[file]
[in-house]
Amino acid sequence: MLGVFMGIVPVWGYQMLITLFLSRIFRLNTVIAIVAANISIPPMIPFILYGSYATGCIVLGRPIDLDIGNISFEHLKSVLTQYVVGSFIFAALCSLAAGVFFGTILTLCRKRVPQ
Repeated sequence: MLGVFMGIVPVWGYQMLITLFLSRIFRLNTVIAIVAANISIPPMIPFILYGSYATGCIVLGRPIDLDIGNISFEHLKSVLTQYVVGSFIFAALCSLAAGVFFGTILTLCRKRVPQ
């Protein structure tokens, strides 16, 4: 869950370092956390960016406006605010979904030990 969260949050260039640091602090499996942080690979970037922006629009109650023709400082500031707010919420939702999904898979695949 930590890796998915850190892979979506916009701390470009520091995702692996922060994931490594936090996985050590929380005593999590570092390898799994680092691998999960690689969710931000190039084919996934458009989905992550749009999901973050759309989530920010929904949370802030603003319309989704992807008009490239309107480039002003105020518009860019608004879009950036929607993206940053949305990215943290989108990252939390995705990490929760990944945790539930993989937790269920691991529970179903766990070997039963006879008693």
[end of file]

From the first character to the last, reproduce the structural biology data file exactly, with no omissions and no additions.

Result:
[in-house]
Amino acid sequence: MLGVFMGIVPVWGYQMLITLFLSRIFRLNTVIAIVAANISIPPMIPFILYGSYATGCIVLGRPIDLDIGNISFEHLKSVLTQYVVGSFIFAALCSLAAGVFFGTILTLCRKRVPQ
Repeated sequence: MLGVFMGIVPVWGYQMLITLFLSRIFRLNTVIAIVAANISIPPMIPFILYGSYATGCIVLGRPIDLDIGNISFEHLKSVLTQYVVGSFIFAALCSLAAGVFFGTILTLCRKRVPQ
């Protein structure tokens, strides 16, 4: 869950370092956390960016406006605010979904030990 969260949050260039640091602090499996942080690979970037922006629009109650023709400082500031707010919420939702999904898979695949 930590890796998915850190892979979506916009701390470009520091995702692996922060994931490594936090996985050590929380005593999590570092390898799994680092691998999960690689969710931000190039084919996934458009989905992550749009999901973050759309989530920010929904949370802030603003319309989704992807008009490239309107480039002003105020518009860019608004879009950036929607993206940053949305990215943290989108990252939390995705990490929760990944945790539930993989937790269920691991529970179903766990070997039963006879008693």